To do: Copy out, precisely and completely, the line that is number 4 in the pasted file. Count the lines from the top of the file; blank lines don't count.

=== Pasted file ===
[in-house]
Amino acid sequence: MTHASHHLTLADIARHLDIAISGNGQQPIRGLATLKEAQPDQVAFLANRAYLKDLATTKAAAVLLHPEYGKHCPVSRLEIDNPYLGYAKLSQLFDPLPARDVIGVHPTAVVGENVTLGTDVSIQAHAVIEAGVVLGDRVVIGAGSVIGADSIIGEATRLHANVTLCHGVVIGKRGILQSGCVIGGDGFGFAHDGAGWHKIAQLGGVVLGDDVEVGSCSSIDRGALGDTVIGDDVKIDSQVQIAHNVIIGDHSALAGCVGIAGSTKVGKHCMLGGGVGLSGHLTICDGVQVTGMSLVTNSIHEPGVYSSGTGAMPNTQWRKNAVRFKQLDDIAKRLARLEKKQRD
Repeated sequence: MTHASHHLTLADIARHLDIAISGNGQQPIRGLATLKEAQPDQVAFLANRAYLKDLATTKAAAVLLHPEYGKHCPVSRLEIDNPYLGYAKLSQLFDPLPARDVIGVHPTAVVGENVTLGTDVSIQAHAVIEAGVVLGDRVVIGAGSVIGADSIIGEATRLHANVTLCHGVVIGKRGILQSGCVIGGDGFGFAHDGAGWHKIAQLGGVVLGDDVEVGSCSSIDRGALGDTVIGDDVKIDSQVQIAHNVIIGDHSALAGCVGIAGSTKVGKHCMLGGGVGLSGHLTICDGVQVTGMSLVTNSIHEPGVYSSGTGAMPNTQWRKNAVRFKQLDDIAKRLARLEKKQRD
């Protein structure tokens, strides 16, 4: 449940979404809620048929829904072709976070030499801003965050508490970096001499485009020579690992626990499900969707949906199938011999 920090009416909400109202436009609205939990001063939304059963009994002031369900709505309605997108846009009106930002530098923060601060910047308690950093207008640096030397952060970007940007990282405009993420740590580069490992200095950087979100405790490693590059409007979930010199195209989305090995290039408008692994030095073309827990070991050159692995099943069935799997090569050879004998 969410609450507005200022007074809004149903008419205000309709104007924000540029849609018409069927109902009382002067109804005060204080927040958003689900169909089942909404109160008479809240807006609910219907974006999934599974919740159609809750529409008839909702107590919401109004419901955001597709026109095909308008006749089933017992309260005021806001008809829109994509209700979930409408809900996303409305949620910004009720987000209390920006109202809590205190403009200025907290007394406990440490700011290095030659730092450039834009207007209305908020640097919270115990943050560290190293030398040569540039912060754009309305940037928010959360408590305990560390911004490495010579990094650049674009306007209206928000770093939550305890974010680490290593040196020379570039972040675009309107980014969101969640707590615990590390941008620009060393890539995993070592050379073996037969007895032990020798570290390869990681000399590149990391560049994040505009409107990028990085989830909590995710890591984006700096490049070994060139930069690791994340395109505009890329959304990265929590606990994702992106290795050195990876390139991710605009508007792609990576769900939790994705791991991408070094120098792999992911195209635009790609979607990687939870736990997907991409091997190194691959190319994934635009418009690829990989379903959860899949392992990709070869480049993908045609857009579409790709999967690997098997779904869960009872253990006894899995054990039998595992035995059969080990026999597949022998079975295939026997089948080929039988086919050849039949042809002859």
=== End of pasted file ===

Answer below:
């Protein structure tokens, strides 16, 4: 449940979404809620048929829904072709976070030499801003965050508490970096001499485009020579690992626990499900969707949906199938011999 920090009416909400109202436009609205939990001063939304059963009994002031369900709505309605997108846009009106930002530098923060601060910047308690950093207008640096030397952060970007940007990282405009993420740590580069490992200095950087979100405790490693590059409007979930010199195209989305090995290039408008692994030095073309827990070991050159692995099943069935799997090569050879004998 969410609450507005200022007074809004149903008419205000309709104007924000540029849609018409069927109902009382002067109804005060204080927040958003689900169909089942909404109160008479809240807006609910219907974006999934599974919740159609809750529409008839909702107590919401109004419901955001597709026109095909308008006749089933017992309260005021806001008809829109994509209700979930409408809900996303409305949620910004009720987000209390920006109202809590205190403009200025907290007394406990440490700011290095030659730092450039834009207007209305908020640097919270115990943050560290190293030398040569540039912060754009309305940037928010959360408590305990560390911004490495010579990094650049674009306007209206928000770093939550305890974010680490290593040196020379570039972040675009309107980014969101969640707590615990590390941008620009060393890539995993070592050379073996037969007895032990020798570290390869990681000399590149990391560049994040505009409107990028990085989830909590995710890591984006700096490049070994060139930069690791994340395109505009890329959304990265929590606990994702992106290795050195990876390139991710605009508007792609990576769900939790994705791991991408070094120098792999992911195209635009790609979607990687939870736990997907991409091997190194691959190319994934635009418009690829990989379903959860899949392992990709070869480049993908045609857009579409790709999967690997098997779904869960009872253990006894899995054990039998595992035995059969080990026999597949022998079975295939026997089948080929039988086919050849039949042809002859």